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Influenza Vaccination: Myths vs Facts

Influenza Vaccination: Myths vs Facts


The Centers for Disease Control and Prevention (CDC) recommends that every individual, who is older than six months of age (with rare exceptions about which you can read on this website), should get the yearly influenza vaccine (flu shot). This also includes pregnant women, who are more susceptible to the flu, since they have a weaker immune system than others.

But, we all have had our family members and friends share their reservations with us regarding their fears of getting the flu shot. Most of these concerns, however, stem from myths or half-truths. There is no lack of misconceptions regarding false information spread about the vaccine itself. 

We have dispelled the misinformation for you and have listed down some of the most common myths and their respective facts to bust these lies once and for all.


Myth 1: One can catch the flu from the influenza vaccine.

Fact: The influenza vaccine consists of an inactivated virus. This virus, therefore, cannot transmit any infections in the person. 

It usually takes around one to two weeks to get protection from the Flu Shot. But, one must keep in mind that several flu viruses are circulating all the time and the vaccine’s composition is specific to one of its strains. It can be possible that one is affected by a different strain of the virus and gets the flu. Nonetheless, getting a flu shot is still highly encouraged as it significantly reduces the risk of getting the flu.


Myth 2: The Influenza Vaccine can lead to having severe symptoms such as breathing problems, dizziness and weakness.

Fact:  Flu Shots can have side effects, like getting any other medication or supplements (including vitamins). However, most of them tend to have milder symptoms. This includes:

  • Soreness and/or Swelling (where the shot was given)
  • Headache (mild)
  • Fever
  • Nausea
  • Muscle aches
  • Fatigue
  • Fainting (in only occasional cases)

Severe reactions are extremely rare. They only last about a couple of minutes to a few hours, if they do occur. These reactions can include:

  • Breathing problems
  • Hoarseness or Wheezing
  • Hives
  • Paleness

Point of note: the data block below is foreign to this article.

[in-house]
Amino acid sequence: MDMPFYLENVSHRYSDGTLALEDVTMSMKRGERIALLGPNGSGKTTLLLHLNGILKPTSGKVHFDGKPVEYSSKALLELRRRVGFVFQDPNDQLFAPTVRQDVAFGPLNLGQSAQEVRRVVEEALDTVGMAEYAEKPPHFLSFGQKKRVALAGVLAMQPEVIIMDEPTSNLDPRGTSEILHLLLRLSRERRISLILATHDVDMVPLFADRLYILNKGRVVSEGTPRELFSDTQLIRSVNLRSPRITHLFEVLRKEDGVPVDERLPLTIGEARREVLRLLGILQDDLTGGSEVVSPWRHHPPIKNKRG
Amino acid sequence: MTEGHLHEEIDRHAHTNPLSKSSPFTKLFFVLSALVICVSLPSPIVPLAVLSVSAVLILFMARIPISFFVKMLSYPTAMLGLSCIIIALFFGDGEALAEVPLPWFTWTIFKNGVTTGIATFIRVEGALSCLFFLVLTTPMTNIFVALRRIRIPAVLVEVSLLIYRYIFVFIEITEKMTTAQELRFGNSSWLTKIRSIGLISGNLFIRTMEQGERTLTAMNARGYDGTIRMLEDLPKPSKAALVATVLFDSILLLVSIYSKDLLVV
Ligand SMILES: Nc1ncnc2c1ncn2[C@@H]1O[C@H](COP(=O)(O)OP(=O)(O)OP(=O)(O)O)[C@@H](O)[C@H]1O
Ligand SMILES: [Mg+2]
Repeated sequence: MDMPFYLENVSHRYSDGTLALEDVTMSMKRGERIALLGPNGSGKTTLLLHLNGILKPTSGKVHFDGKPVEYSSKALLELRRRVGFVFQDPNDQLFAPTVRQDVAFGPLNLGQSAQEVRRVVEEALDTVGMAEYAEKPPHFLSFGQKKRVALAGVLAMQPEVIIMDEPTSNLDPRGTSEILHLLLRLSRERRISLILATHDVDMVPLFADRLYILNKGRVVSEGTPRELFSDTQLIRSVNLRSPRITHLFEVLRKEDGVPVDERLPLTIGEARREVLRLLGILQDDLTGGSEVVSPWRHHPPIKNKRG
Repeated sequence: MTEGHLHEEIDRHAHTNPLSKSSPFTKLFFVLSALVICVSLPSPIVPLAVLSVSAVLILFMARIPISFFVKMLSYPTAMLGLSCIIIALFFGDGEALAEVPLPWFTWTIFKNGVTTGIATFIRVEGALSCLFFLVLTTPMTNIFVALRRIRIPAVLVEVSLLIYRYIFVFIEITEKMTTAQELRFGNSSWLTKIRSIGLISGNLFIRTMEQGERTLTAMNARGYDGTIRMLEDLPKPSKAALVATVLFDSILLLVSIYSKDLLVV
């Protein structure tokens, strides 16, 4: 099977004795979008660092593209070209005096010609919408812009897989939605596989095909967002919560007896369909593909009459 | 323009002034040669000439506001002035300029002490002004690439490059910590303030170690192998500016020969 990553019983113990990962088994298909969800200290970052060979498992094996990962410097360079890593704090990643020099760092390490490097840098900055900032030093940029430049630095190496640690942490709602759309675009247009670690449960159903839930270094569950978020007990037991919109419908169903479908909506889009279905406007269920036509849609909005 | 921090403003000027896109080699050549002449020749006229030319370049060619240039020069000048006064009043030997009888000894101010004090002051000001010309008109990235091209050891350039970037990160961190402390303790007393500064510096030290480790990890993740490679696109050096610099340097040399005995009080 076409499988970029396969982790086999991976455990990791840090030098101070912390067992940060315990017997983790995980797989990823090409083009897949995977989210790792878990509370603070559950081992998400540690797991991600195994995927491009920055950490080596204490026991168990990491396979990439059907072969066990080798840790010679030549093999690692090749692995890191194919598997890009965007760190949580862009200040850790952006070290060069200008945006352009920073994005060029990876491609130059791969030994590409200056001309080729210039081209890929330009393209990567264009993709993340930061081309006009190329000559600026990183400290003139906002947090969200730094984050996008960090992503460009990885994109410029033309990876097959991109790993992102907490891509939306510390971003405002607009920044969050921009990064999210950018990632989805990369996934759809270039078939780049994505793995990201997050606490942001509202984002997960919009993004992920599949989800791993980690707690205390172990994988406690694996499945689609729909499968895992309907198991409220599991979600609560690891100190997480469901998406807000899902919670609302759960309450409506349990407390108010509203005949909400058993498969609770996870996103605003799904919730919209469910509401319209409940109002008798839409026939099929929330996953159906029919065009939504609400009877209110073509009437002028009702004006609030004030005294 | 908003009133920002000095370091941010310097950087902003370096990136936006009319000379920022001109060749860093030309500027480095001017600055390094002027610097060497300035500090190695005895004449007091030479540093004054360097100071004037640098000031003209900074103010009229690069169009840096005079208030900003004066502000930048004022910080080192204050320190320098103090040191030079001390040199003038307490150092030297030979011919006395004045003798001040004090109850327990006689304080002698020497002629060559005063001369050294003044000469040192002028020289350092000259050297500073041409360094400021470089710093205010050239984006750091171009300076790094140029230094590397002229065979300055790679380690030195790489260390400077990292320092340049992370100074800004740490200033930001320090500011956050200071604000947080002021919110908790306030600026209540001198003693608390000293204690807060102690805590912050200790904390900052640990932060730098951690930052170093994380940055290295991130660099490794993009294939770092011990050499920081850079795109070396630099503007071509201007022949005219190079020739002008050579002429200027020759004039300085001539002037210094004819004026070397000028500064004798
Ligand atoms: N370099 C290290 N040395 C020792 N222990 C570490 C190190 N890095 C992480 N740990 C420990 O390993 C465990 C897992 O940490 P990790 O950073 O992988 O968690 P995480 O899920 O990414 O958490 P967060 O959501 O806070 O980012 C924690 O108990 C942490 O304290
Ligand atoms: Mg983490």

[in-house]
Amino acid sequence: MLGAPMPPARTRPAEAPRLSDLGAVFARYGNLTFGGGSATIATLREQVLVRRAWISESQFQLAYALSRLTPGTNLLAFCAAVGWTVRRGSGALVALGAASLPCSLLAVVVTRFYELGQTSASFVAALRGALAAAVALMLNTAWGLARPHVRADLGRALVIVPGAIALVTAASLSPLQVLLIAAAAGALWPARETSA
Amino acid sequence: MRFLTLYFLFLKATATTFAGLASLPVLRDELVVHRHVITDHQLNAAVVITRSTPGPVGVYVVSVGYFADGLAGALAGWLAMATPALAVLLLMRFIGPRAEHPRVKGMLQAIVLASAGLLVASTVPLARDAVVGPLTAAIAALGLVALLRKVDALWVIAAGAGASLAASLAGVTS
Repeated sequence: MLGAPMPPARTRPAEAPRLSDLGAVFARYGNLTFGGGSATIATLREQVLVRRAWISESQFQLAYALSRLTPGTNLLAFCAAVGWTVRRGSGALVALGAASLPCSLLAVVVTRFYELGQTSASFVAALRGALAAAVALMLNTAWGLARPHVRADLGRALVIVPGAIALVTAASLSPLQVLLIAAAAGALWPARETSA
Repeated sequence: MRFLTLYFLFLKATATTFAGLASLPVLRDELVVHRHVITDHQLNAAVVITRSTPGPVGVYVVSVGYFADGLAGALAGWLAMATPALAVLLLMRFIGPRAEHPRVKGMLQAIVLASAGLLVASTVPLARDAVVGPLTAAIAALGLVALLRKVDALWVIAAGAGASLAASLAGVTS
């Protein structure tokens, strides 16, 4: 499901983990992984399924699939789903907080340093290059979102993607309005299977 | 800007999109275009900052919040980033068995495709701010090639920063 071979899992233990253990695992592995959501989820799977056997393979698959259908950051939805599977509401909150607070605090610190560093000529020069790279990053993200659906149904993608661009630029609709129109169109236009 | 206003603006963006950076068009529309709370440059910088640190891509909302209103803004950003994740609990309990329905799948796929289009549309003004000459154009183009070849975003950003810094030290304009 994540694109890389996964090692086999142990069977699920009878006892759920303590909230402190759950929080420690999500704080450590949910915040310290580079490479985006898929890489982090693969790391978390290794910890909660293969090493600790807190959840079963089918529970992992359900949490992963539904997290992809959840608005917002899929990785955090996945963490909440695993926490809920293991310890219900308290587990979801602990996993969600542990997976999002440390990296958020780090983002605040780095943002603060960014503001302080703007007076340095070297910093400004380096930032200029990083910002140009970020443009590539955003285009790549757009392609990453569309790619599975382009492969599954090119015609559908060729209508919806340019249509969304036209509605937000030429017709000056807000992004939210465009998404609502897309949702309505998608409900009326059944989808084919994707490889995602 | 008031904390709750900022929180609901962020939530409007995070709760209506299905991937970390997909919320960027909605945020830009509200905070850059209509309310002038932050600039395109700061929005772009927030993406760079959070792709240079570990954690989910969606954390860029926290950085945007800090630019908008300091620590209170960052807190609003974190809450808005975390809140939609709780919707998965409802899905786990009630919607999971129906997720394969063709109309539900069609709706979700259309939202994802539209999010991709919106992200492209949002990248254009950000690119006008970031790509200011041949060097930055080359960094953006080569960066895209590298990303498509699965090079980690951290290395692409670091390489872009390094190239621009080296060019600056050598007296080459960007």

• Weakness
  • Fast heartbeat
  • Dizziness

Certain folks, for instance, those who suffer from allergies to egg proteins, are more likely to experience severe allergic reactions. Nevertheless, if you have a history of allergies, you should let your doctor know beforehand. 


Myth 3: I don’t need to get the flu shot as I am young and healthy.

Fact: It is highly recommended for people suffering from a chronic illness or those with a weaker immune system to get vaccinated as they are more vulnerable to the flu. However, anyone can benefit from it – even younger and healthier individuals.


Myth 4: It is unnecessary to get the flu shot every year as the vaccine is the same.

Fact: The virus strains, that cause the seasonal flu outbreak, constantly undergo mutations (changes). As a result, the respective year’s vaccine is updated to provide safety against the virus that is most likely to make people sick that year. Additionally, the immunity provided by the flu shot also decreases over time, making it essential to get a shot every year.

There is an endless list of myths regarding the flu shot. The bottom line is that they are merely myths that should be taken with a grain of salt. If you are ever unsure about any information regarding any vaccine, make it a priority to verify the information from credible health sources.  

Despite the fact that serious side effects are rare, you can always reach out to Annie’s Place for health care assistance. Our caregivers assist each patient with their own unique needs. Please do not hesitate to call us to discuss how we can help you.


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